Wins and Losses

  • SK Telecom T1 defeated G2 Esports on Sunday for the 2017 MSI Championship. This is their second straight MSI title. Coupled with their two World Championship victories, this makes them one of the winningest teams in League of Legends.
  • German organization Mysterious Monkeys have purchased Misfits Academy’s LCS spot. That’s… kind of like a win by default… right?
  • Team Liquid defeated TNC Gaming in the StarLadder DOTA2 Invitational. TNC had shuffled their roster around early last week, making their run to the finals quite unexpected. However Team Liquid’s overall skill and synergy won the day.
  • Virtus Pro have defeated Team Empire to win the first DOTA2 Mr. Cat Invitational. They will have a chance for a rematch when they face each other in the group stages of DreamLeague Season 7 this weekend.
  • Four major European Hearthstone stars have qualified for the Hearthstone Spring Championship. They are Aleksandr “Kolento” Malsh, Dima “Rdu” Radu, Frederik “Hoej” Nielsen, and Eugene “Neirea” Shumilin. They will be playing for a spot at Worlds and, of course, the $250,000 grand prize.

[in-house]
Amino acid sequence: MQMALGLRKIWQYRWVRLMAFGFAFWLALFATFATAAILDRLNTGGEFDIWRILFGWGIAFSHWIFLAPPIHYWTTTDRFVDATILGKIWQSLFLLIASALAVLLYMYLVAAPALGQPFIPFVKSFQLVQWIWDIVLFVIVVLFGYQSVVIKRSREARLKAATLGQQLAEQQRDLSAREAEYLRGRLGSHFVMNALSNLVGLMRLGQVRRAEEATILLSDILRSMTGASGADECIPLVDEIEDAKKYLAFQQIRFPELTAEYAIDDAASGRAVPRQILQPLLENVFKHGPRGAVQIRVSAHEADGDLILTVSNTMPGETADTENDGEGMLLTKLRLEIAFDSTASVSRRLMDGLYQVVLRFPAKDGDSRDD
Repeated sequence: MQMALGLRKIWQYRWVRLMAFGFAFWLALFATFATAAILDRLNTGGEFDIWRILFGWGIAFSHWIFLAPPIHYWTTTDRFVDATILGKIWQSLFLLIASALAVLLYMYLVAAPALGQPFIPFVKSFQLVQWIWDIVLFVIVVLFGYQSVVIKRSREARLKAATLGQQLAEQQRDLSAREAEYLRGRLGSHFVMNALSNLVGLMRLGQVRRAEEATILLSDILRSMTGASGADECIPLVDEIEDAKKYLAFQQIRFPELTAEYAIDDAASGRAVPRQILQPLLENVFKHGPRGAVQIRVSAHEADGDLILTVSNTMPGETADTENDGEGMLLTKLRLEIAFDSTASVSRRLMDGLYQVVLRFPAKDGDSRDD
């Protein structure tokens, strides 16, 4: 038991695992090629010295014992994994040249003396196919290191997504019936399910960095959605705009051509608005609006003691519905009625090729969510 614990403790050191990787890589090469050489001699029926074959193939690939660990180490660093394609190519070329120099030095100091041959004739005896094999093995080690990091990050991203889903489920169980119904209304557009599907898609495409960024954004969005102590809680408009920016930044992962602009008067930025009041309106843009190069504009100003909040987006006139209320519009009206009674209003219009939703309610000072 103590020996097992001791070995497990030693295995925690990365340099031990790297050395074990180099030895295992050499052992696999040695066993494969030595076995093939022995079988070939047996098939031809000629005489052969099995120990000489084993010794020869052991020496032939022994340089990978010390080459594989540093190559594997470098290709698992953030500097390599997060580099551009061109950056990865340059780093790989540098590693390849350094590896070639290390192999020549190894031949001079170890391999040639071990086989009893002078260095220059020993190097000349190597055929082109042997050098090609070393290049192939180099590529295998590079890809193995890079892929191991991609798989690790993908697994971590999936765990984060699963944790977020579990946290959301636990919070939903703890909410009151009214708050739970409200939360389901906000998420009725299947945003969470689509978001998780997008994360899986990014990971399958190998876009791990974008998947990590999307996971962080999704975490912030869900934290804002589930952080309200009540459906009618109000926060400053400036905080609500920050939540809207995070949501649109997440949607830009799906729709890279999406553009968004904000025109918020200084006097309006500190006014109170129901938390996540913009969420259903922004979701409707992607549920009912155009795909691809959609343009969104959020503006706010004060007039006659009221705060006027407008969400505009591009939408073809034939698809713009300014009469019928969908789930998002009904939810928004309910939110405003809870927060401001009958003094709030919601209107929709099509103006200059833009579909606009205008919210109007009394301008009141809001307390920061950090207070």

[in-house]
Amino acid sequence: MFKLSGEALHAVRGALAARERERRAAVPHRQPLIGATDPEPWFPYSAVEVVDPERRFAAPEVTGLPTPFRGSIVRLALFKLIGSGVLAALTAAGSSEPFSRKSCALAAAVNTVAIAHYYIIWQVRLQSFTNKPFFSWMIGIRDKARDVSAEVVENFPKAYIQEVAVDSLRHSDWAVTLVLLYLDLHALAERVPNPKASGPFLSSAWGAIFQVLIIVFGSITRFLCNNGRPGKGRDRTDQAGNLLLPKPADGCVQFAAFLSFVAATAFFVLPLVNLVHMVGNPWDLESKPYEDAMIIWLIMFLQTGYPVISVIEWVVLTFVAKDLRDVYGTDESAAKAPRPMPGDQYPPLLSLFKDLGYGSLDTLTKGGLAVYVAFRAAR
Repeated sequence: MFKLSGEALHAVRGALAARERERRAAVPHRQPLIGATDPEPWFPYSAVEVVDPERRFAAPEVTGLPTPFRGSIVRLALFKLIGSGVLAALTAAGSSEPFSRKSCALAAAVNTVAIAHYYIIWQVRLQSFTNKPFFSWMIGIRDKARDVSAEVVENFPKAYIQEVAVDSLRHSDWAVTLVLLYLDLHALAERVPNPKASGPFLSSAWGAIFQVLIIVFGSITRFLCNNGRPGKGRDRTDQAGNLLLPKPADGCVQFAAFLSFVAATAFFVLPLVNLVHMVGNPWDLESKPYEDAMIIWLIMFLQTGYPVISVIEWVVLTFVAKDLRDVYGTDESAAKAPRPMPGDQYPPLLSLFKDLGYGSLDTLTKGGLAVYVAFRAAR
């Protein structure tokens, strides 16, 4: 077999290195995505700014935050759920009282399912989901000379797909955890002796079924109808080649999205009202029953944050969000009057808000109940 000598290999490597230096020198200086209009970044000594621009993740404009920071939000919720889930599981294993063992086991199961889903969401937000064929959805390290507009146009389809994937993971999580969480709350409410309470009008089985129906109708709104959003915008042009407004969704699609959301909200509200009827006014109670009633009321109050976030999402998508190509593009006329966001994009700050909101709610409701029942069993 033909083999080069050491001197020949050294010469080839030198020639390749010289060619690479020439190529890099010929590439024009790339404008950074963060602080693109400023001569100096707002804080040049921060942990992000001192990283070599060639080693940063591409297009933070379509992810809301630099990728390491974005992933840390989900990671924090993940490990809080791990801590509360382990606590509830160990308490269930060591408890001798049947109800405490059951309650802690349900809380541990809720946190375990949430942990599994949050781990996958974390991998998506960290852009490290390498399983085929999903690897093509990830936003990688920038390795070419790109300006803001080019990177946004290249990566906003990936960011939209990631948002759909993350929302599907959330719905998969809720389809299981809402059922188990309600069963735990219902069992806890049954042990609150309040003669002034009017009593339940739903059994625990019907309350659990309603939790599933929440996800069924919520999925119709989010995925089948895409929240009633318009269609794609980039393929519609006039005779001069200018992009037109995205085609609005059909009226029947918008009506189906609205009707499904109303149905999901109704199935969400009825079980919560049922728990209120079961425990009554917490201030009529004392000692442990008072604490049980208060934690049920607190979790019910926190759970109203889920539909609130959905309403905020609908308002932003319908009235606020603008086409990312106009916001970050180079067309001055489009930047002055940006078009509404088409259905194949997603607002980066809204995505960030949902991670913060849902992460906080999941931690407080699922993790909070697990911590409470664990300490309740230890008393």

• A similar team of North American all stars have moved on to the second round of the Hearthstone Global Games. They are James “Firebat” Kostesich, William “Amnesiac” Barton, David “Dog” Caero, and Edwin “HotMEOWTH” Cook.
  • The last three qualifying spots for ESL One Cologne’s CS:GO tournament have been claimed by Team Liquid from North America and Space Soldiers and Heroic from Europe. We are still waiting for the Chinese qualifier to conclude.

The Roster Shuffle

  • Tempo Storm have signed two new players to their League of Legends team. Marcin “SELFIE” Wolski will be taking up a slot in the mid-lane while broadcaster Nick “LS” De Cesare will be joining as head coach.
  • Team EnVyUs has picked up two new mid-laners for their roster: Yasin “Nisqy” Dinçer and Choi “Pirean” Jun-sik.